# Wiener integral

An abstract integral of Lebesgue type over sets in an infinite-dimensional function space of functionals defined on these sets. Introduced by N. Wiener in the nineteentwenties in connection with problems on Brownian motion , .

Let $C _ {0}$ be the vector space of continuous real-valued functions $x$ defined on $[ 0, 1]$ such that $x( 0) = 0$, with norm

$$\| x \| = \max _ {t \in [ 0, 1] } | x ( t) |.$$

The set

$$Q = \{ {x \in C _ {0} } : { a _ {i} < x ( t _ {i} ) \leq b _ {i} ,\ 0 = t _ {0} < t _ {1} < \dots < t _ {n} = 1 } \}$$

is called a quasi-interval of this space. Here, $a _ {i}$ and $b _ {i}$ may be equal to $- \infty$ and $+ \infty$, respectively, but then the symbol $<$ must replace $\leq$. The whole space $C _ {0} = \{ {x ( t) } : {- \infty < x ( 1) < + \infty } \}$ is an example of a quasi-interval.

The Wiener measure of a quasi-interval $Q$ is the number

$$\mu _ {W} ( Q) = \ { \frac{1}{\sqrt {\pi ^ {n} \prod _ { i = 1 } ^ { n } ( t _ {i} - t _ {i-} 1 ) }} } \int\limits _ { a _ 1 } ^ {b _ 1 } \dots \int\limits _ { a _ n } ^ {b _ n} e ^ {- L _ {n} } dx _ {n} \dots dx _ {1} ,$$

where

$$L _ {n} = \sum _ {j = 1 } ^ { n } \frac{( x _ {j} - x _ {j-} 1 ) ^ {2} }{t _ {j} - t _ {j-} 1 }$$

and $x _ {j} = x ( t _ {j} )$. This measure extends to a $\sigma$- additive measure on the Borel field of sets generated by the quasi-intervals, known also as Wiener measure.

Let $F$ be a functional defined on $C _ {0}$ that is measurable with respect to the measure $\mu _ {W}$. The Lebesgue-type integral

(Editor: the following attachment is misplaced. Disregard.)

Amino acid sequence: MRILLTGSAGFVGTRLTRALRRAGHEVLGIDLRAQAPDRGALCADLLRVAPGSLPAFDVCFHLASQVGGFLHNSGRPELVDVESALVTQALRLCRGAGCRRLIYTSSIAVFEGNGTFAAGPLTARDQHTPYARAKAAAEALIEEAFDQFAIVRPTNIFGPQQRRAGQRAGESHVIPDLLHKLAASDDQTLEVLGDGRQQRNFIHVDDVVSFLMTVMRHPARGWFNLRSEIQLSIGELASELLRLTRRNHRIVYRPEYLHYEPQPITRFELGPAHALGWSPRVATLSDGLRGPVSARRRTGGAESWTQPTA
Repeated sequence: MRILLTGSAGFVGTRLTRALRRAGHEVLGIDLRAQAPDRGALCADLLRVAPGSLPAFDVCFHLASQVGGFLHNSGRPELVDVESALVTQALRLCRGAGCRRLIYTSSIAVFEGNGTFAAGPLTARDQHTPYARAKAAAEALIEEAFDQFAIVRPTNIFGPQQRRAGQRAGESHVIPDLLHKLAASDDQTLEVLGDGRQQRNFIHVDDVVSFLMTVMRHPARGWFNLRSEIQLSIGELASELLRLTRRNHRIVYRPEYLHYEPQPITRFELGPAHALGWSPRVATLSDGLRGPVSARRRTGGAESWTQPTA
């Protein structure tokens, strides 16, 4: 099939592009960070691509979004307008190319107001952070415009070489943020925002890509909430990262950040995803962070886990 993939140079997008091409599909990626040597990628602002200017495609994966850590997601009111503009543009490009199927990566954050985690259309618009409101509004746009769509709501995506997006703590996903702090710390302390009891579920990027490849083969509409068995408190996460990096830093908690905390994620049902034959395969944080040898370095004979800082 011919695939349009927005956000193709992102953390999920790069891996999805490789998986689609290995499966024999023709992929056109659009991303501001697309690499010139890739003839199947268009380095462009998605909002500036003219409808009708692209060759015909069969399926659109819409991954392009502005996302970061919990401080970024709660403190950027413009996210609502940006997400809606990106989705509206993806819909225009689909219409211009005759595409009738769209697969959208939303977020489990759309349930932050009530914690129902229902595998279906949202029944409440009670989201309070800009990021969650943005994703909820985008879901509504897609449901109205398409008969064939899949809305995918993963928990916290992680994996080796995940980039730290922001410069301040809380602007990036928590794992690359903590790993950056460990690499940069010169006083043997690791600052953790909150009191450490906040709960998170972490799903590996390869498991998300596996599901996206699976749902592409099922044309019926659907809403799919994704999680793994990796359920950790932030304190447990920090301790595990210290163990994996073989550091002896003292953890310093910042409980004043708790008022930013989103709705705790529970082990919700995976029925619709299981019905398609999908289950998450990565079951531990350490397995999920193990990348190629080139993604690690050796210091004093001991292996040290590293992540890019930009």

$$\int\limits _ { C _ 0 } F ( x) d \mu _ {W} ( x)$$

is known as the Wiener integral, or as the integral with respect to the Wiener measure, of the functional $F$. If $E \subset C _ {0}$ is measurable, then

$$\int\limits _ { E } F ( x) d \mu _ {W} ( x) = \ \int\limits _ { C _ 0 } F ( x) \chi _ {E} ( x) d \mu _ {W} ( x) ,$$

where $\chi _ {E}$ is the characteristic function of the set $E$.

Wiener's integral displays several properties of the ordinary Lebesgue integral. In particular, a functional which is bounded and measurable on a set $E$ is integrable with respect to the Wiener measure on this set and if, in addition, the functional $F$ is continuous and non-negative, then

$$\int\limits _ { C _ 0 } F ( x) d \mu _ {W} ( x) =$$

$$= \ \lim\limits _ {n \rightarrow \infty } \frac{1}{\sqrt { {\pi ^ {n} \prod _ {i = 1 } ^ { n } ( t _ {i} - t _ {i-} 1 ) } }} \int\limits _ { \mathbf R } ^ {n} \frac{F _ {n} ( x _ {1} \dots x _ {n} ) }{e ^ {L} _ {n} } dx _ {1} \dots dx _ {n} ,$$

where $F _ {n} ( x _ {1} \dots x _ {n} )$ is the value of $F$ at linear interpolation of $x( t)$ between points $( t _ {i} , x _ {i} \equiv x( t _ {i} ))$.

The computation of a Wiener integral presents considerable difficulties, even for the simplest functionals. The task may sometimes be reduced to solving a single differential equation .

There is a method by which Wiener's integral may be approximately computed through approximating it by finite-dimensional Stieltjes integrals of a high multiplicity (cf. Stieltjes integral).

How to Cite This Entry:
Wiener integral. Encyclopedia of Mathematics. URL: http://encyclopediaofmath.org/index.php?title=Wiener_integral&oldid=49219
This article was adapted from an original article by V.I. Sobolev (originator), which appeared in Encyclopedia of Mathematics - ISBN 1402006098. See original article